Using Smart Card Public Key Authentication


Smart card public key authentication is an advanced version of the method described in Using Public Key Authentication. It uses the same basic principle but stores the private key on a smart card, where it can never be extracted. This section will describe how to configure ThinLinc to use it.

General Requirements

  • Smart cards with an appropriate PKCS#11 library. The library included with ThinLinc requires PKCS#15 compliant smart cards and PC/SC libraries on the client system.

Key Generation

The keys on the smart card are generated when the smart card is issued. How this is done is not covered by this guide.

Server Configuration

To use a smart card with ThinLinc, the public key must be extracted off the card and associated with a user on the ThinLinc server. The method for doing this depends on your smart card and your SSH server.

On Linux, with the OpenSSH server and an PKCS#15 compliant smart card, the tool pkcs15-tool (part of the OpenSC suite) is able to extract the public key.

The first step is identifying the certificate on the card:

$ pkcs15-tool --list-certificates
X.509 Certificate [identification]
        Flags    : 0
        Authority: no
        Path     : 3f0050154331
        ID       : 45

The second step is to extract the key, based on the ID number:

$ pkcs15-tool --read-ssh-key 45
1024 65537 918282501237151981353694684191630174855276113858858644490084487922635
ssh-rsa AAAAB3NzaC1yc2EAAAADAQABAAAAgQCCxIx/xtVoDR2qwY4Pym7F6yKmdJsB26MUbbTiGT7o

The second line, starting with ssh-rsa, is the one needed for SSH version 2 authentication. For instructions on how to associate this key with a user, see Using Public Key Authentication.

Client Configuration

The ThinLinc client requires no special configuration to use the smart card.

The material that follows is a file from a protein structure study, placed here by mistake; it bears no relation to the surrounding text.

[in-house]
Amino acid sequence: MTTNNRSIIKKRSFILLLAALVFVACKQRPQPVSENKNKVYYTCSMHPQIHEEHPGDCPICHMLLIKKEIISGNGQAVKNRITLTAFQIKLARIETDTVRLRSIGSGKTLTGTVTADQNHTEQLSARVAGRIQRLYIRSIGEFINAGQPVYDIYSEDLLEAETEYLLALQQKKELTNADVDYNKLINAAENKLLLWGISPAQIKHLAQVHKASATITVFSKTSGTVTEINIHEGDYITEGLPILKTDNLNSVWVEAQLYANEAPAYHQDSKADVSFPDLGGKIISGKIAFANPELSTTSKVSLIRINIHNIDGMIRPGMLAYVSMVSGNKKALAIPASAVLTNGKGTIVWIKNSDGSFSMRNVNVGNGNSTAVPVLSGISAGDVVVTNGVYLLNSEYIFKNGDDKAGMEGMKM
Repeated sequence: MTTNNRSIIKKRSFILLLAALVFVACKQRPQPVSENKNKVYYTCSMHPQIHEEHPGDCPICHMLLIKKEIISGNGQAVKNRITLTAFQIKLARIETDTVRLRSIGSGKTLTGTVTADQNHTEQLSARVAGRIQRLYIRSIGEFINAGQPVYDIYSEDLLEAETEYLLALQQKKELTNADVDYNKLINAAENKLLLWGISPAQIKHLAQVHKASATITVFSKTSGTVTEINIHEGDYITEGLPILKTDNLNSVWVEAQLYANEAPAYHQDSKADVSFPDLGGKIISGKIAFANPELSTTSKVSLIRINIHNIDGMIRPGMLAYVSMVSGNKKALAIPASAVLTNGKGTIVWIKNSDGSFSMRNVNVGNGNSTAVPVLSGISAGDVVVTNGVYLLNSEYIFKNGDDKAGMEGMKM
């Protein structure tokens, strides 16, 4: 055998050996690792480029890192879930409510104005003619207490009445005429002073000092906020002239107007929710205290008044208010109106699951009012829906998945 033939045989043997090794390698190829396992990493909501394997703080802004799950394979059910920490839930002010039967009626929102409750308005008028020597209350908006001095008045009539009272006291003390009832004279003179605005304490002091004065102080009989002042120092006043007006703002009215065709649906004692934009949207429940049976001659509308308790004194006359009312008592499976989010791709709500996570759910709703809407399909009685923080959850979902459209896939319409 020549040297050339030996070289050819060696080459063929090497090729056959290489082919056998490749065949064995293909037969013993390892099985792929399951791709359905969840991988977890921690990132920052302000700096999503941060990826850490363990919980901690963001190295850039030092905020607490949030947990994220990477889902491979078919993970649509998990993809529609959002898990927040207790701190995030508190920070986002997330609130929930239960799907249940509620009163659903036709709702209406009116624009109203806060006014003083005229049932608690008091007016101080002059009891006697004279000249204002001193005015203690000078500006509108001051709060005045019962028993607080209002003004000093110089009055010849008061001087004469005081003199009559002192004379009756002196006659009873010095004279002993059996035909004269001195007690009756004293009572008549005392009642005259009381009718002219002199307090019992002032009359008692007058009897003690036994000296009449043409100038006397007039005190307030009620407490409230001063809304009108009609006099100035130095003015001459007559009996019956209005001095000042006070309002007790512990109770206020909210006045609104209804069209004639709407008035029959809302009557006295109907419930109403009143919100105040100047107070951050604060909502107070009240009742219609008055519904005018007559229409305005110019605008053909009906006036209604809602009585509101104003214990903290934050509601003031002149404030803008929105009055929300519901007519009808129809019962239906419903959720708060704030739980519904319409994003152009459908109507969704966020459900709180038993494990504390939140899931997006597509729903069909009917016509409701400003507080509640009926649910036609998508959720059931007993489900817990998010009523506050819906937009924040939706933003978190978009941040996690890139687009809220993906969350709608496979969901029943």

Automatic Connection

The client is able to automatically connect to the server when a smart card is inserted (see Security tab). It does, however, require that the user is able to log in using the subject name on the card. As that is rarely a valid user name, ThinLinc ships with a special NSS module, called nss-passwdaliases, that enables alternate names for users.

The module is configured by editing the file /etc/passwdaliases. The file is a colon-delimited table of alternate names and their corresponding user ids. Example:


To activate the nss-passwdaliases module, it must be added to the list of NSS modules for the passwd database. This is specified in the file /etc/nsswitch.conf. For example, replace the following line:

passwd: files ldap

with this line:

passwd: files ldap passwdaliases

LDAP Automatic Update (tl-ldap-certalias)

ThinLinc includes the tool tl-ldap-certalias that can automatically update the local databases needed for smart card public key authentication, provided the system uses the OpenSSH server (or any SSH server that uses a compatible format and location for authorized public keys) and standards compliant LDAP servers where users and certificates are stored.

For details about using this command, see the full documentation for tl-ldap-certalias.